Given the current, real-world operational environment, a special emphasis was placed on maritime security and presence operations. These operations are intended to set the conditions for security and stability of the maritime environment as well as complement the counterterrorism and security efforts of partner nations. These operations also deny international terrorists the use of the maritime environment as a venue for attack or to transport personnel, weapons, or other material and serve to preserve the freedom of sea-going navigation and free flow of commerce.

In order to replicate this environment, the NASSG employed the government-owned, civilian-crewed Training Support Vessel (TSV-1) Prevail to act as an opposing force (OPFOR) ship. The 224-foot ship is multifaceted to perform a wide array of military training missions that includes operational security monitoring, threat simulation, electronic warfare services, maritime interdiction operation training support, cryptologic training and mine laying/retrieval operations.

In most instances, the ship served as a realistic OPFOR platform for the NASSG's various Visit, Board, Search and Seizure (VBSS) teams that allowed teams to practice both compliant and non-compliant boarding operations. The ship also allowed strike group vessels to hone its warning shot/disabling fire (WSDF) skills and their ability to pull along side vessels for boarding operations.

"The best part about being out here is that it's as close to reality as we're going to get," said Ens. Gavin Whittle, USS Philippine Sea's (CG 58) lead boarding officer. "To be able to train as we fight is an excellent opportunity for our VBSS team to ensure mission readiness."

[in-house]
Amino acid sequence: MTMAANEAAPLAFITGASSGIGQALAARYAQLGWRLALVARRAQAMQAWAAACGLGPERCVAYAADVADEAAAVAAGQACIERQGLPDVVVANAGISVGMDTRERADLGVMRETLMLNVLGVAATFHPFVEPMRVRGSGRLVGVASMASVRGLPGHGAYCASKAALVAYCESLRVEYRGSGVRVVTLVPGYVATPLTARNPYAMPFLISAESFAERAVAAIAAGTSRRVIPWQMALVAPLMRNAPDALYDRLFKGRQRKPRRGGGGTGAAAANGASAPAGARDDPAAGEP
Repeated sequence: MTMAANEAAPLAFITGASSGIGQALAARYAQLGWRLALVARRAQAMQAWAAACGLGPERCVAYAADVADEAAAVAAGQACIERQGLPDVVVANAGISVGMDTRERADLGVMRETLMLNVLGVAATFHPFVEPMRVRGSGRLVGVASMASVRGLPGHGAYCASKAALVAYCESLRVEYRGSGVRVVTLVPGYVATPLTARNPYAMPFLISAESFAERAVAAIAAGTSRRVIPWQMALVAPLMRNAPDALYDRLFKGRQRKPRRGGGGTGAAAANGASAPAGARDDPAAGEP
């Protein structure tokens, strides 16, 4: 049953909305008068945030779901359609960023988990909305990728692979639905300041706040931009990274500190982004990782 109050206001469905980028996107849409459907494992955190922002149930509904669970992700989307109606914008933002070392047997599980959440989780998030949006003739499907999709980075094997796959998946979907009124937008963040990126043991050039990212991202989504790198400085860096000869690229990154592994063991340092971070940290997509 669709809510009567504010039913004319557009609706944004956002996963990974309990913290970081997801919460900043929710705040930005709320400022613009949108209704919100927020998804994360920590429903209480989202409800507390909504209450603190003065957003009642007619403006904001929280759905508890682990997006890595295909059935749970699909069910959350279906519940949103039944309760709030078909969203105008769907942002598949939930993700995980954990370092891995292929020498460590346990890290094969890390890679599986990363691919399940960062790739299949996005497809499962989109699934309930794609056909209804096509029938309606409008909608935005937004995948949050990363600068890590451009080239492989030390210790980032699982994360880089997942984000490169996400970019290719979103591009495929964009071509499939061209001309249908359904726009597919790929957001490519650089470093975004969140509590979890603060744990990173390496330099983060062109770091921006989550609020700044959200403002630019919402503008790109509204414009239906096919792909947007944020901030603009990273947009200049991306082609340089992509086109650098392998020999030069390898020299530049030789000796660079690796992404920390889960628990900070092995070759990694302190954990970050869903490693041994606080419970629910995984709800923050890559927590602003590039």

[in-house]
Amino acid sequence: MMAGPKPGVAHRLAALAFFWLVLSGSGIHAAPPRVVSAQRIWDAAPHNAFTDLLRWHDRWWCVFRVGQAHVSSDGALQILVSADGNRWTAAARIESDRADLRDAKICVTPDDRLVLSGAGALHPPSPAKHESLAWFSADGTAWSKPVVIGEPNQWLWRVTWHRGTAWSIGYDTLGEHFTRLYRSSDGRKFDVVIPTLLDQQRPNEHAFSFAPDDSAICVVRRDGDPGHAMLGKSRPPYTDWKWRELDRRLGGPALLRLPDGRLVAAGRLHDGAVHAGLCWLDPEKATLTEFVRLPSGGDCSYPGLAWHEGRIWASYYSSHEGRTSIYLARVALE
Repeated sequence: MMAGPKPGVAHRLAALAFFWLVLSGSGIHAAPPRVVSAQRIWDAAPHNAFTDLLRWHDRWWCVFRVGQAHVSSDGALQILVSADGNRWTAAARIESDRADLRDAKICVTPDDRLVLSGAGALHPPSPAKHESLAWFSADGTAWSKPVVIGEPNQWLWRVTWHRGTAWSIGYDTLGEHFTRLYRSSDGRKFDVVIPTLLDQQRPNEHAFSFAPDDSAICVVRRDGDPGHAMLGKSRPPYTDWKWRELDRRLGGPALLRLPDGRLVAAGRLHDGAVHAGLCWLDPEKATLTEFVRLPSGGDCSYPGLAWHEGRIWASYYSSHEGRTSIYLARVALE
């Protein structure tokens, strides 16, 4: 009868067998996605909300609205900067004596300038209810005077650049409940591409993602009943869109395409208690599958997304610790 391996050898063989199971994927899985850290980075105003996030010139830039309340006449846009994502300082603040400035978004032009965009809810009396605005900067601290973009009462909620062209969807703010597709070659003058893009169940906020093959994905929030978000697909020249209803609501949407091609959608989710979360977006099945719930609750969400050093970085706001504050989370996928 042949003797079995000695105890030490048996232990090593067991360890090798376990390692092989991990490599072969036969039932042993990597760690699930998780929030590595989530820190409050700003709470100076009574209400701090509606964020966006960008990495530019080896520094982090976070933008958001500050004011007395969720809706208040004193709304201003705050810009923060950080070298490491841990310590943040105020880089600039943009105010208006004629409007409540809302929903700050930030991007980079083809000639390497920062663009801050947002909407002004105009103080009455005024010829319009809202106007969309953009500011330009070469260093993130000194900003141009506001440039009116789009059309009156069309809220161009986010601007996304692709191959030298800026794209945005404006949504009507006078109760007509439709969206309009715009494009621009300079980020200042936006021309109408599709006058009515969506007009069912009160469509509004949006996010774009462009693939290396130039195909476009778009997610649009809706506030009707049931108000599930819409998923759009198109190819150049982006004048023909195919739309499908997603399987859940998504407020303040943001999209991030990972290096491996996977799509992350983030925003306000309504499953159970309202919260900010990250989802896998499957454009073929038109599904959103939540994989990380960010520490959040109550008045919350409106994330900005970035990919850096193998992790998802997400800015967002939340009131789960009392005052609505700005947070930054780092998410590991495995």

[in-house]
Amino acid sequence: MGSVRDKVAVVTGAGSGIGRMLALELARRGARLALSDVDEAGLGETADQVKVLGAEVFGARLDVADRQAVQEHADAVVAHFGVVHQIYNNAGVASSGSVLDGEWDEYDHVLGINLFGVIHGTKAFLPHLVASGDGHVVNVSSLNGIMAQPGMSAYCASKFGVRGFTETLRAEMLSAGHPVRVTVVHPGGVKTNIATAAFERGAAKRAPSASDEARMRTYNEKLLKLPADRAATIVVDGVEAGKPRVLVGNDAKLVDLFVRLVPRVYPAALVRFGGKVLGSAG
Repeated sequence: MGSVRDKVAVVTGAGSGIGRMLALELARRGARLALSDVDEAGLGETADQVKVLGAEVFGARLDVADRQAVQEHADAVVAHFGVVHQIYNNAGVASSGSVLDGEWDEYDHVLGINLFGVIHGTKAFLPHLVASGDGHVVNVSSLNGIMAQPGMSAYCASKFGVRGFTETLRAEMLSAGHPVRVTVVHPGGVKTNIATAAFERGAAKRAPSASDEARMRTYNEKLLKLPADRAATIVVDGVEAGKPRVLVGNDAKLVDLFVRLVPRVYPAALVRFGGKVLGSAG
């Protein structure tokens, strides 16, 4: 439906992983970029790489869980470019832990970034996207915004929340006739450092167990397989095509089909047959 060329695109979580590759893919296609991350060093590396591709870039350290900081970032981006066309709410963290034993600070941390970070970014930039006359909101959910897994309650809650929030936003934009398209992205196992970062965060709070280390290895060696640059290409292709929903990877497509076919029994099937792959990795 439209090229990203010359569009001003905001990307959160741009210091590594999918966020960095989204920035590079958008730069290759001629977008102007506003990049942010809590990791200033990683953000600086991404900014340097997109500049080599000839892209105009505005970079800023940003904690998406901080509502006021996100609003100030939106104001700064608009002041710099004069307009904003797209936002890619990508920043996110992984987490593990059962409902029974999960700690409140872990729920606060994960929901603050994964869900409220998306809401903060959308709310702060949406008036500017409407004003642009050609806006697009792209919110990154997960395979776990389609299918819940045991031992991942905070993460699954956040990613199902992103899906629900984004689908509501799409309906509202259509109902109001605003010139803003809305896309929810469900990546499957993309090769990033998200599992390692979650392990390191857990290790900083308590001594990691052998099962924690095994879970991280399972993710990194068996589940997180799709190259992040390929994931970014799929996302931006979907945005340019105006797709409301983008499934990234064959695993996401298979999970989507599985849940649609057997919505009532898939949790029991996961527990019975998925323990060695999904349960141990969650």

The goal of COMPTUEX is to get ships ready sooner, and ensure they remain ready longer to respond to missions as they arise. Training opportunities such as COMPTUEX enhance the preparedness of all personnel to jointly respond to threats. The strike group moves next into its final exercise, the Certification Exercise (CERTEX), in January.

"I am extremely pleased with the training and the scenarios our Sailors and Marines received during the past two weeks," said Lineberry. "The team performed well and we look forward to our final test in January prior to our deployment."

The NASSG is made up of amphibious assault ship USS Nassau (LHA 4); amphibious transport dock ship USS Nashville (LPD 13); amphibious dock landing ship USS Ashland (LSD 48); guided-missile cruiser USS Philippine Sea (CG 58); guided-missile destroyers USS Ross (DDG 71) and USS Bulkeley (DDG 84); the attack submarine USS Albany (SSN 753); and a Marine Landing Force from the 24th MEU.

Participating in COMPTUEX as a simulated coalition partner was USS Gonzalez (DDG 66), and participating as simulated opposition forces were guided-missile destroyer USS Farragut (DDG 99); and guided-missile frigates USS Klakring (FFG 42), USS Nicholas (FFG 47) and USS Hawes (FFG 53).

Currently preparing for its regularly scheduled 2008 deployment, the NASSG is made up of more than 5,000 Sailors and Marines, and projects sea power ashore by maintaining the capability of landing amphibious forces by helicopters, amphibious track vehicles, air cushion landing craft, and assault craft.